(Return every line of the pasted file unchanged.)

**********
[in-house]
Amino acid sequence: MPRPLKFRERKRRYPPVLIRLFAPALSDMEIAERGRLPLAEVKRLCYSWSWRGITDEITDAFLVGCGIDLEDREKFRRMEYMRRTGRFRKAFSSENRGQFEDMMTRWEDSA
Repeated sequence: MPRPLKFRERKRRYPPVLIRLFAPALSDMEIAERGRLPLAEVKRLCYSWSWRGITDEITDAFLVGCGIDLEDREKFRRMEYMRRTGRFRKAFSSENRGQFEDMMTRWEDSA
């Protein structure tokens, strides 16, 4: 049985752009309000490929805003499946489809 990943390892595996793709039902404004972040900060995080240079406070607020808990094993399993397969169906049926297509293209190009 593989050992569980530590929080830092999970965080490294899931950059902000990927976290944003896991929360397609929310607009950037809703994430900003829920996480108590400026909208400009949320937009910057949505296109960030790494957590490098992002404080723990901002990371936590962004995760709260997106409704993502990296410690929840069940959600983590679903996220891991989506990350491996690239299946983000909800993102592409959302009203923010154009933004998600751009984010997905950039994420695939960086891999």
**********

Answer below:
[in-house]
Amino acid sequence: MPRPLKFRERKRRYPPVLIRLFAPALSDMEIAERGRLPLAEVKRLCYSWSWRGITDEITDAFLVGCGIDLEDREKFRRMEYMRRTGRFRKAFSSENRGQFEDMMTRWEDSA
Repeated sequence: MPRPLKFRERKRRYPPVLIRLFAPALSDMEIAERGRLPLAEVKRLCYSWSWRGITDEITDAFLVGCGIDLEDREKFRRMEYMRRTGRFRKAFSSENRGQFEDMMTRWEDSA
């Protein structure tokens, strides 16, 4: 049985752009309000490929805003499946489809 990943390892595996793709039902404004972040900060995080240079406070607020808990094993399993397969169906049926297509293209190009 593989050992569980530590929080830092999970965080490294899931950059902000990927976290944003896991929360397609929310607009950037809703994430900003829920996480108590400026909208400009949320937009910057949505296109960030790494957590490098992002404080723990901002990371936590962004995760709260997106409704993502990296410690929840069940959600983590679903996220891991989506990350491996690239299946983000909800993102592409959302009203923010154009933004998600751009984010997905950039994420695939960086891999």